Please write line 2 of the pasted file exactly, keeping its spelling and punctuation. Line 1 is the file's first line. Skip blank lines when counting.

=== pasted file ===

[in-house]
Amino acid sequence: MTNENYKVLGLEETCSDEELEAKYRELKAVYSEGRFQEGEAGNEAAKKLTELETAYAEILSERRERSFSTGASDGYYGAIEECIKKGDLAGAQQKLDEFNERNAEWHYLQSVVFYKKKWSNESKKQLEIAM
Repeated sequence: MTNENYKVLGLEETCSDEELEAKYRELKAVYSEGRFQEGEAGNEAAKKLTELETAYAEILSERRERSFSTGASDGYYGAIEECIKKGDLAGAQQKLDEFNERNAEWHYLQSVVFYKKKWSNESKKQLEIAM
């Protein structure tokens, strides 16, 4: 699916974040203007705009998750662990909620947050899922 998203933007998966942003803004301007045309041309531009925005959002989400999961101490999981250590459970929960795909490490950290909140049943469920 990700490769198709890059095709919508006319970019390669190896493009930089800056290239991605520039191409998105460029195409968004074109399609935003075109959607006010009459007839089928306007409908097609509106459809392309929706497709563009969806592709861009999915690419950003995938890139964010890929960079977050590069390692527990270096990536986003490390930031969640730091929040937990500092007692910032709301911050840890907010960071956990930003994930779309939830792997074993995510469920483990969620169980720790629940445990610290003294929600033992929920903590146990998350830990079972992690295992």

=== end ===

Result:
Amino acid sequence: MTNENYKVLGLEETCSDEELEAKYRELKAVYSEGRFQEGEAGNEAAKKLTELETAYAEILSERRERSFSTGASDGYYGAIEECIKKGDLAGAQQKLDEFNERNAEWHYLQSVVFYKKKWSNESKKQLEIAM